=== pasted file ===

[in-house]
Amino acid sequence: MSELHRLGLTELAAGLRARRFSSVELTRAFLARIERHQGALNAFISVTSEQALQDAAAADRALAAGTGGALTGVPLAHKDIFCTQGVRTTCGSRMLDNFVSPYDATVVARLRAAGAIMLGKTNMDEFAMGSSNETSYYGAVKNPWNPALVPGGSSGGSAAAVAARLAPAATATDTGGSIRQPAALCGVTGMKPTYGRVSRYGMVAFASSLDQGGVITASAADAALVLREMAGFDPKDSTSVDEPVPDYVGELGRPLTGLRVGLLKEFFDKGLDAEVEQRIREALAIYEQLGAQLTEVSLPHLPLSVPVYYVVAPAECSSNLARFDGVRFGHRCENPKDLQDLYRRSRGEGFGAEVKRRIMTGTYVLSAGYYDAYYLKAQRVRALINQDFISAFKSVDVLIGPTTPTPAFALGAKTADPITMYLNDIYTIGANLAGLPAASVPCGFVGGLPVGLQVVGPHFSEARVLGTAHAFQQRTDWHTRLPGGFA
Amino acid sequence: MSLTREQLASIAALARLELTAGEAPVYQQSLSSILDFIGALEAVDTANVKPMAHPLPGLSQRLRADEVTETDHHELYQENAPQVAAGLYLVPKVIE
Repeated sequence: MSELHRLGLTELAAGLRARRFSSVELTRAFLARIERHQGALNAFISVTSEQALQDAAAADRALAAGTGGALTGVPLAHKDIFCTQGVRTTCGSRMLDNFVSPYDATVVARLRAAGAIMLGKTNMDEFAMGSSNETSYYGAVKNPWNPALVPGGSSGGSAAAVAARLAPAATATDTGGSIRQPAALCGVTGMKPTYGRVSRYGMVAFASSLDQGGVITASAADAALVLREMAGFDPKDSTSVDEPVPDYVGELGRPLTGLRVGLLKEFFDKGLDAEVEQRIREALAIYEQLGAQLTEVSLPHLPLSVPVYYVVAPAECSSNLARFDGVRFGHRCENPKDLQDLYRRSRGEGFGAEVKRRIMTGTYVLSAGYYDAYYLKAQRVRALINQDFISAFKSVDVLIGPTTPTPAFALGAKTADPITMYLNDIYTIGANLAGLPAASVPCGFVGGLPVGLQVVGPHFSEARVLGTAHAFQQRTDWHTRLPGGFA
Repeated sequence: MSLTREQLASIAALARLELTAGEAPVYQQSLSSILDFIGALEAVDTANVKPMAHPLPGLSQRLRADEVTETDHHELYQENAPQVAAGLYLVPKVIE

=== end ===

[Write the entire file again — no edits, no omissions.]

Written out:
[in-house]
Amino acid sequence: MSELHRLGLTELAAGLRARRFSSVELTRAFLARIERHQGALNAFISVTSEQALQDAAAADRALAAGTGGALTGVPLAHKDIFCTQGVRTTCGSRMLDNFVSPYDATVVARLRAAGAIMLGKTNMDEFAMGSSNETSYYGAVKNPWNPALVPGGSSGGSAAAVAARLAPAATATDTGGSIRQPAALCGVTGMKPTYGRVSRYGMVAFASSLDQGGVITASAADAALVLREMAGFDPKDSTSVDEPVPDYVGELGRPLTGLRVGLLKEFFDKGLDAEVEQRIREALAIYEQLGAQLTEVSLPHLPLSVPVYYVVAPAECSSNLARFDGVRFGHRCENPKDLQDLYRRSRGEGFGAEVKRRIMTGTYVLSAGYYDAYYLKAQRVRALINQDFISAFKSVDVLIGPTTPTPAFALGAKTADPITMYLNDIYTIGANLAGLPAASVPCGFVGGLPVGLQVVGPHFSEARVLGTAHAFQQRTDWHTRLPGGFA
Amino acid sequence: MSLTREQLASIAALARLELTAGEAPVYQQSLSSILDFIGALEAVDTANVKPMAHPLPGLSQRLRADEVTETDHHELYQENAPQVAAGLYLVPKVIE
Repeated sequence: MSELHRLGLTELAAGLRARRFSSVELTRAFLARIERHQGALNAFISVTSEQALQDAAAADRALAAGTGGALTGVPLAHKDIFCTQGVRTTCGSRMLDNFVSPYDATVVARLRAAGAIMLGKTNMDEFAMGSSNETSYYGAVKNPWNPALVPGGSSGGSAAAVAARLAPAATATDTGGSIRQPAALCGVTGMKPTYGRVSRYGMVAFASSLDQGGVITASAADAALVLREMAGFDPKDSTSVDEPVPDYVGELGRPLTGLRVGLLKEFFDKGLDAEVEQRIREALAIYEQLGAQLTEVSLPHLPLSVPVYYVVAPAECSSNLARFDGVRFGHRCENPKDLQDLYRRSRGEGFGAEVKRRIMTGTYVLSAGYYDAYYLKAQRVRALINQDFISAFKSVDVLIGPTTPTPAFALGAKTADPITMYLNDIYTIGANLAGLPAASVPCGFVGGLPVGLQVVGPHFSEARVLGTAHAFQQRTDWHTRLPGGFA
Repeated sequence: MSLTREQLASIAALARLELTAGEAPVYQQSLSSILDFIGALEAVDTANVKPMAHPLPGLSQRLRADEVTETDHHELYQENAPQVAAGLYLVPKVIE